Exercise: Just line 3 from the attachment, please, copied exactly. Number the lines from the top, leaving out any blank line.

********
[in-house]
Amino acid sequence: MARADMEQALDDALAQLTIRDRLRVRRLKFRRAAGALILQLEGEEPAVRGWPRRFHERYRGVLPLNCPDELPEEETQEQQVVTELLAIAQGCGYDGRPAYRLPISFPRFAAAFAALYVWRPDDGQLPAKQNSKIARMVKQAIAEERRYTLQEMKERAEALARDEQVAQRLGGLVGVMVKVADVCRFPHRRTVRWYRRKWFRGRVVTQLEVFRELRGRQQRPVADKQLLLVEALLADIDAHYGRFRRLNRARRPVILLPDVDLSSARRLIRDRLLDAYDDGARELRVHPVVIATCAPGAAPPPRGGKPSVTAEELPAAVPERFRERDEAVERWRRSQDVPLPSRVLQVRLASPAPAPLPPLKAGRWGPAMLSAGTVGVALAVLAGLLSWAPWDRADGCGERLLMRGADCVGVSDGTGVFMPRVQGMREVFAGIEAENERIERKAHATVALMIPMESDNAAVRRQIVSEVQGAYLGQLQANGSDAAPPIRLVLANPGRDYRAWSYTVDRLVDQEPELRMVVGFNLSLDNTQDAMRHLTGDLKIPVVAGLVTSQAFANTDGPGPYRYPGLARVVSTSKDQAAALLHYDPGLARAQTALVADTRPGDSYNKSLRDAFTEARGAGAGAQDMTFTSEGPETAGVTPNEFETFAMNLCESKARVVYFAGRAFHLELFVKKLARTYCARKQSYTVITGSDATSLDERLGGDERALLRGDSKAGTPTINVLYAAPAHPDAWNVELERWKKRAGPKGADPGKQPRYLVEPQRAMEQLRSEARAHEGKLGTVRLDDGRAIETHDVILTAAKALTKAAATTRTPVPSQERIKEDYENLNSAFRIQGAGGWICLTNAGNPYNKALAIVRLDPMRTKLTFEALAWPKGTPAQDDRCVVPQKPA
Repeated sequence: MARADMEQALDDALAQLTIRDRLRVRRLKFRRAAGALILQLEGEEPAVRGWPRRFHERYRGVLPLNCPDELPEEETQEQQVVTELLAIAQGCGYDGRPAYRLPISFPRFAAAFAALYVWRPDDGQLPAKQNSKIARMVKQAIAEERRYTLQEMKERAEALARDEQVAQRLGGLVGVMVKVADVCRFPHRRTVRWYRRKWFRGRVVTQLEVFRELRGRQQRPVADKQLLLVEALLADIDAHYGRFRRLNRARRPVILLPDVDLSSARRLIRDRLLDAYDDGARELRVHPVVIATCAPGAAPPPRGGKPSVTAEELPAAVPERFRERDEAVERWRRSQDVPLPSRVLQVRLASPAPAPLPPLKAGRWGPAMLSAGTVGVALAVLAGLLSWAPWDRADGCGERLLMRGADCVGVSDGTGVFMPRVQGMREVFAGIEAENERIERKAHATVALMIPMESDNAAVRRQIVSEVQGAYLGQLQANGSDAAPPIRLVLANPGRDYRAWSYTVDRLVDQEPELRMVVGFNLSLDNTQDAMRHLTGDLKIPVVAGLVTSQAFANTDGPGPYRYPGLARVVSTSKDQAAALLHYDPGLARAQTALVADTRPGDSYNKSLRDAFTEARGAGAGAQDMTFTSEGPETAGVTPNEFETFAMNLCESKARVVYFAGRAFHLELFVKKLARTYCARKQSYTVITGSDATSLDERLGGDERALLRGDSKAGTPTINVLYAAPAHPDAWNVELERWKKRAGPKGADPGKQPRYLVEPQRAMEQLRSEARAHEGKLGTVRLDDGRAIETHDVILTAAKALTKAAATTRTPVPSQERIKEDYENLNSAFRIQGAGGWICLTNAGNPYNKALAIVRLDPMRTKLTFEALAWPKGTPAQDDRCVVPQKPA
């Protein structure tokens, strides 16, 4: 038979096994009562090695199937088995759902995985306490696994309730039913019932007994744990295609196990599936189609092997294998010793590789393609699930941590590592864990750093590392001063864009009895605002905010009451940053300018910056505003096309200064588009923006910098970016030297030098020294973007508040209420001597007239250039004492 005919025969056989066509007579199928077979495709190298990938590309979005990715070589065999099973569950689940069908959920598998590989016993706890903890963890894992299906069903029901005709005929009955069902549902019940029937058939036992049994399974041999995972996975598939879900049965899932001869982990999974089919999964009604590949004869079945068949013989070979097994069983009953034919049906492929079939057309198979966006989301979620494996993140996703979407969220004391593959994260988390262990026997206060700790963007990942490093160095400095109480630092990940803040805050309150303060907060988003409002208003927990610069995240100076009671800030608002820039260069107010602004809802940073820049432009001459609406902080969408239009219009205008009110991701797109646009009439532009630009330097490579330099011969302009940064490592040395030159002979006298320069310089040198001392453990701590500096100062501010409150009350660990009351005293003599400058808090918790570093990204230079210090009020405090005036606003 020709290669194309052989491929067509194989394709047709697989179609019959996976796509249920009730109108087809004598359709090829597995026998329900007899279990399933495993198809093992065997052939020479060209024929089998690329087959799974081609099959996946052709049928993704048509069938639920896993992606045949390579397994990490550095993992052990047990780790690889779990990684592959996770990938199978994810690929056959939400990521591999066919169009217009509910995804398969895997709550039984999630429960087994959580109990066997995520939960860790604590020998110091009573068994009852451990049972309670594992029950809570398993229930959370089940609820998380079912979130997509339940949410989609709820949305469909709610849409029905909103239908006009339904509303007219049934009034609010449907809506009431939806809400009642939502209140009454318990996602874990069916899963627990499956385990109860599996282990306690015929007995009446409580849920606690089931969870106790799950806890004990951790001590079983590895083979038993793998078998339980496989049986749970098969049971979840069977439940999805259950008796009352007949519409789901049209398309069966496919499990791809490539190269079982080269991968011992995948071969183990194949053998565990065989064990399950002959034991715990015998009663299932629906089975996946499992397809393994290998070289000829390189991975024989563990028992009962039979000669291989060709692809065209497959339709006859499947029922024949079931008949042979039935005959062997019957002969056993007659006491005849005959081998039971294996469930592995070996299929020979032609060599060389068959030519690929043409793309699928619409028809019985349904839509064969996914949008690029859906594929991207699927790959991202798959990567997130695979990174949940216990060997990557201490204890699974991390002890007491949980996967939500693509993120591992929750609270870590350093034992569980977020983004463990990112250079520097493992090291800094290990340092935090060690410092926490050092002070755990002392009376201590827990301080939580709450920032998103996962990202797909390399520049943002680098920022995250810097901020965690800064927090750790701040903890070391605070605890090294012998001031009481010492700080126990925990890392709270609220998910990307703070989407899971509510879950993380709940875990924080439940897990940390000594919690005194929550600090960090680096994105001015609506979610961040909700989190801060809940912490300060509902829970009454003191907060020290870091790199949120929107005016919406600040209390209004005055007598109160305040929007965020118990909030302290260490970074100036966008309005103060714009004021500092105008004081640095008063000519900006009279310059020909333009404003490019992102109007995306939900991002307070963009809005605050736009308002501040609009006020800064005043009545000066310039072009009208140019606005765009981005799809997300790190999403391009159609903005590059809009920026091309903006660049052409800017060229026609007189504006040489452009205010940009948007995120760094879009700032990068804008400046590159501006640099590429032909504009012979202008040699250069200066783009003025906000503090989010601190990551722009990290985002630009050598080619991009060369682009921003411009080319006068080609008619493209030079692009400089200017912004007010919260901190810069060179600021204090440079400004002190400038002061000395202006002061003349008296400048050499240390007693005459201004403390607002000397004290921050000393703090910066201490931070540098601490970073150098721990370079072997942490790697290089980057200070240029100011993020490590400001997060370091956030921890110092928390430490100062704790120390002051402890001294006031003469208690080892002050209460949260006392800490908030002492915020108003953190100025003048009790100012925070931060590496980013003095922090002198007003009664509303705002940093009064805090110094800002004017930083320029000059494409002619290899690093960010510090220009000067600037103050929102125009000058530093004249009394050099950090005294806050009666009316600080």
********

Repeated sequence: MARADMEQALDDALAQLTIRDRLRVRRLKFRRAAGALILQLEGEEPAVRGWPRRFHERYRGVLPLNCPDELPEEETQEQQVVTELLAIAQGCGYDGRPAYRLPISFPRFAAAFAALYVWRPDDGQLPAKQNSKIARMVKQAIAEERRYTLQEMKERAEALARDEQVAQRLGGLVGVMVKVADVCRFPHRRTVRWYRRKWFRGRVVTQLEVFRELRGRQQRPVADKQLLLVEALLADIDAHYGRFRRLNRARRPVILLPDVDLSSARRLIRDRLLDAYDDGARELRVHPVVIATCAPGAAPPPRGGKPSVTAEELPAAVPERFRERDEAVERWRRSQDVPLPSRVLQVRLASPAPAPLPPLKAGRWGPAMLSAGTVGVALAVLAGLLSWAPWDRADGCGERLLMRGADCVGVSDGTGVFMPRVQGMREVFAGIEAENERIERKAHATVALMIPMESDNAAVRRQIVSEVQGAYLGQLQANGSDAAPPIRLVLANPGRDYRAWSYTVDRLVDQEPELRMVVGFNLSLDNTQDAMRHLTGDLKIPVVAGLVTSQAFANTDGPGPYRYPGLARVVSTSKDQAAALLHYDPGLARAQTALVADTRPGDSYNKSLRDAFTEARGAGAGAQDMTFTSEGPETAGVTPNEFETFAMNLCESKARVVYFAGRAFHLELFVKKLARTYCARKQSYTVITGSDATSLDERLGGDERALLRGDSKAGTPTINVLYAAPAHPDAWNVELERWKKRAGPKGADPGKQPRYLVEPQRAMEQLRSEARAHEGKLGTVRLDDGRAIETHDVILTAAKALTKAAATTRTPVPSQERIKEDYENLNSAFRIQGAGGWICLTNAGNPYNKALAIVRLDPMRTKLTFEALAWPKGTPAQDDRCVVPQKPA